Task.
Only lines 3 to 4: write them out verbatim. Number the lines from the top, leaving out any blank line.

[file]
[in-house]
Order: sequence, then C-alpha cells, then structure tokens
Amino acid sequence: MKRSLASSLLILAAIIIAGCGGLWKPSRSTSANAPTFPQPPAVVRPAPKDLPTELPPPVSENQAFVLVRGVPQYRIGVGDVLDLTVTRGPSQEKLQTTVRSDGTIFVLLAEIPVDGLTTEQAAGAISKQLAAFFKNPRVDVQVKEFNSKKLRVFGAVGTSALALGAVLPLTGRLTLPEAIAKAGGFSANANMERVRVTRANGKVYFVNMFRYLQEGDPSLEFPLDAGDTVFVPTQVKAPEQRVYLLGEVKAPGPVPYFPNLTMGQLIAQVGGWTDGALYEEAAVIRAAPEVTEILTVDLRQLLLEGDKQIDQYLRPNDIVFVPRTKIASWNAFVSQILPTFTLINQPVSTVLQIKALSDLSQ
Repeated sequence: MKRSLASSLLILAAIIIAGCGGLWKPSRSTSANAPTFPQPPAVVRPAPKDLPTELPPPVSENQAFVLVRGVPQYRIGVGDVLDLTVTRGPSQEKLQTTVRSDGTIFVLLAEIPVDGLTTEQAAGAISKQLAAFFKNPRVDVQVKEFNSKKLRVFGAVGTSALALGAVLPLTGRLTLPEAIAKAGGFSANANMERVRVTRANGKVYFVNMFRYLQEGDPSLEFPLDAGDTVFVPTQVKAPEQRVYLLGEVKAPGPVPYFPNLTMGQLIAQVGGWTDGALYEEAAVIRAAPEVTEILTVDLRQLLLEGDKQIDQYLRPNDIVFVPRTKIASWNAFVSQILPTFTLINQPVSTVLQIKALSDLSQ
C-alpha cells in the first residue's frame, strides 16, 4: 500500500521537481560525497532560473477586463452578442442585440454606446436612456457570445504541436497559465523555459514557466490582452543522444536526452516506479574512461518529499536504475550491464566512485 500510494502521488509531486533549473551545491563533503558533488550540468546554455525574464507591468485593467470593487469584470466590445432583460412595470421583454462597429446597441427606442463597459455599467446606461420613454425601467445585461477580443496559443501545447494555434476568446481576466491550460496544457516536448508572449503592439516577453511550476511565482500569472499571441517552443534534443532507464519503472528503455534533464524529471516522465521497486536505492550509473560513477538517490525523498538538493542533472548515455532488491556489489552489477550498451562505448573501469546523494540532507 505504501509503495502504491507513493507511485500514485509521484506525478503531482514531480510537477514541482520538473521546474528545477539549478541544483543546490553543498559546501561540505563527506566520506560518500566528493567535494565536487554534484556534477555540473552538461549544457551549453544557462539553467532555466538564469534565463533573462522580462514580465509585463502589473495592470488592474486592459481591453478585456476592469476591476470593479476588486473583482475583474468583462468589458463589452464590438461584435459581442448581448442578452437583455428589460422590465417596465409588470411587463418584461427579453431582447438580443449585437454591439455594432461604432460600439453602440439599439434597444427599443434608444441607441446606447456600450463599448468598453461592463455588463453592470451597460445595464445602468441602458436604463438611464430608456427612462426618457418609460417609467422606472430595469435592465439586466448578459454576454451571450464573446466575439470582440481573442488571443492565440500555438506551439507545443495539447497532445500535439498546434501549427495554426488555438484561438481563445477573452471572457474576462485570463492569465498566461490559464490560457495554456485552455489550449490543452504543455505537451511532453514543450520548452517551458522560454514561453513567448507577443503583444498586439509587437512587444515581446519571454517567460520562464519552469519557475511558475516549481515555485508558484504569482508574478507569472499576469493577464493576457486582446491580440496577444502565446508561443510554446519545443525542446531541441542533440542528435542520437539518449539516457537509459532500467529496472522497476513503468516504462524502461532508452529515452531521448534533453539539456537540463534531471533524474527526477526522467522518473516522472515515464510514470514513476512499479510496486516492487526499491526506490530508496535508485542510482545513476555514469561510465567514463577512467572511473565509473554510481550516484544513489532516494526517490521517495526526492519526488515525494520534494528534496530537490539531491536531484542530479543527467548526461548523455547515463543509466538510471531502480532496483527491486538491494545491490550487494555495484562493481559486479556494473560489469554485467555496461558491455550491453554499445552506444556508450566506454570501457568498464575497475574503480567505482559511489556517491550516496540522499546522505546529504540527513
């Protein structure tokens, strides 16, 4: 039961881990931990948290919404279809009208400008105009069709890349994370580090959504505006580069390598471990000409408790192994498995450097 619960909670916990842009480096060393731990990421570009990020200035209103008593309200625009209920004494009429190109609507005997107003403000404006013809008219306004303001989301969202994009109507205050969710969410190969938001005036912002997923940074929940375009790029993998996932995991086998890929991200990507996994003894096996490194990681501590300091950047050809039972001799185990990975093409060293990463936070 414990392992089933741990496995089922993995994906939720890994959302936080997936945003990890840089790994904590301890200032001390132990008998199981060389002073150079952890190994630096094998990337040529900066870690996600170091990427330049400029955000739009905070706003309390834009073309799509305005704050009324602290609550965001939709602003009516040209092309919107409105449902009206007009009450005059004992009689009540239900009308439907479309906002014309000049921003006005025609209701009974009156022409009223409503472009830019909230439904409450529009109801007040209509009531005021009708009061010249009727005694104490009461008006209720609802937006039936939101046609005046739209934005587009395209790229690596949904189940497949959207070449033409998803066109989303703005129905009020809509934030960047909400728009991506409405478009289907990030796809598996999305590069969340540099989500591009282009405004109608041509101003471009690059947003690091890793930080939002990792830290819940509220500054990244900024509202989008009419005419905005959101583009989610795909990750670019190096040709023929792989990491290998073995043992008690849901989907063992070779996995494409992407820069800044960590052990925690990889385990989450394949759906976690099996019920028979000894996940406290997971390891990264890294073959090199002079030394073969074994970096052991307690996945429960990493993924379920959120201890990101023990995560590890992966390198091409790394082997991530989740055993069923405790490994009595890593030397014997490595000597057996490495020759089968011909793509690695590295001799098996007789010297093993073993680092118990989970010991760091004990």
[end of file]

Amino acid sequence: MKRSLASSLLILAAIIIAGCGGLWKPSRSTSANAPTFPQPPAVVRPAPKDLPTELPPPVSENQAFVLVRGVPQYRIGVGDVLDLTVTRGPSQEKLQTTVRSDGTIFVLLAEIPVDGLTTEQAAGAISKQLAAFFKNPRVDVQVKEFNSKKLRVFGAVGTSALALGAVLPLTGRLTLPEAIAKAGGFSANANMERVRVTRANGKVYFVNMFRYLQEGDPSLEFPLDAGDTVFVPTQVKAPEQRVYLLGEVKAPGPVPYFPNLTMGQLIAQVGGWTDGALYEEAAVIRAAPEVTEILTVDLRQLLLEGDKQIDQYLRPNDIVFVPRTKIASWNAFVSQILPTFTLINQPVSTVLQIKALSDLSQ
Repeated sequence: MKRSLASSLLILAAIIIAGCGGLWKPSRSTSANAPTFPQPPAVVRPAPKDLPTELPPPVSENQAFVLVRGVPQYRIGVGDVLDLTVTRGPSQEKLQTTVRSDGTIFVLLAEIPVDGLTTEQAAGAISKQLAAFFKNPRVDVQVKEFNSKKLRVFGAVGTSALALGAVLPLTGRLTLPEAIAKAGGFSANANMERVRVTRANGKVYFVNMFRYLQEGDPSLEFPLDAGDTVFVPTQVKAPEQRVYLLGEVKAPGPVPYFPNLTMGQLIAQVGGWTDGALYEEAAVIRAAPEVTEILTVDLRQLLLEGDKQIDQYLRPNDIVFVPRTKIASWNAFVSQILPTFTLINQPVSTVLQIKALSDLSQ